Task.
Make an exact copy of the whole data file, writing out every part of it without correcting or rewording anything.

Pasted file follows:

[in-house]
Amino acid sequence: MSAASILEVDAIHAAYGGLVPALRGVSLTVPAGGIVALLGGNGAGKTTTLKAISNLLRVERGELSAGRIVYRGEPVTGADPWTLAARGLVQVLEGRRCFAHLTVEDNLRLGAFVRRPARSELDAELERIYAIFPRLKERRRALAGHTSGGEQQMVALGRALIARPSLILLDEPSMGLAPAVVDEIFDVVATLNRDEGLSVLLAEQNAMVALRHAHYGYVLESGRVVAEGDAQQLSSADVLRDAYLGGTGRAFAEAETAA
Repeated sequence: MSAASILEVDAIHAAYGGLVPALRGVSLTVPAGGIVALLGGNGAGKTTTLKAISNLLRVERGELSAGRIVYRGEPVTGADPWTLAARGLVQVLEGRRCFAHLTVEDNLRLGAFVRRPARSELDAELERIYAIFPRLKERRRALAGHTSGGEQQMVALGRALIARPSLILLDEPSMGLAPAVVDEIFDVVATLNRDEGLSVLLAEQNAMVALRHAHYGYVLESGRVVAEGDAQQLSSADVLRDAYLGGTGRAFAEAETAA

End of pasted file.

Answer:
[in-house]
Amino acid sequence: MSAASILEVDAIHAAYGGLVPALRGVSLTVPAGGIVALLGGNGAGKTTTLKAISNLLRVERGELSAGRIVYRGEPVTGADPWTLAARGLVQVLEGRRCFAHLTVEDNLRLGAFVRRPARSELDAELERIYAIFPRLKERRRALAGHTSGGEQQMVALGRALIARPSLILLDEPSMGLAPAVVDEIFDVVATLNRDEGLSVLLAEQNAMVALRHAHYGYVLESGRVVAEGDAQQLSSADVLRDAYLGGTGRAFAEAETAA
Repeated sequence: MSAASILEVDAIHAAYGGLVPALRGVSLTVPAGGIVALLGGNGAGKTTTLKAISNLLRVERGELSAGRIVYRGEPVTGADPWTLAARGLVQVLEGRRCFAHLTVEDNLRLGAFVRRPARSELDAELERIYAIFPRLKERRRALAGHTSGGEQQMVALGRALIARPSLILLDEPSMGLAPAVVDEIFDVVATLNRDEGLSVLLAEQNAMVALRHAHYGYVLESGRVVAEGDAQQLSSADVLRDAYLGGTGRAFAEAETAA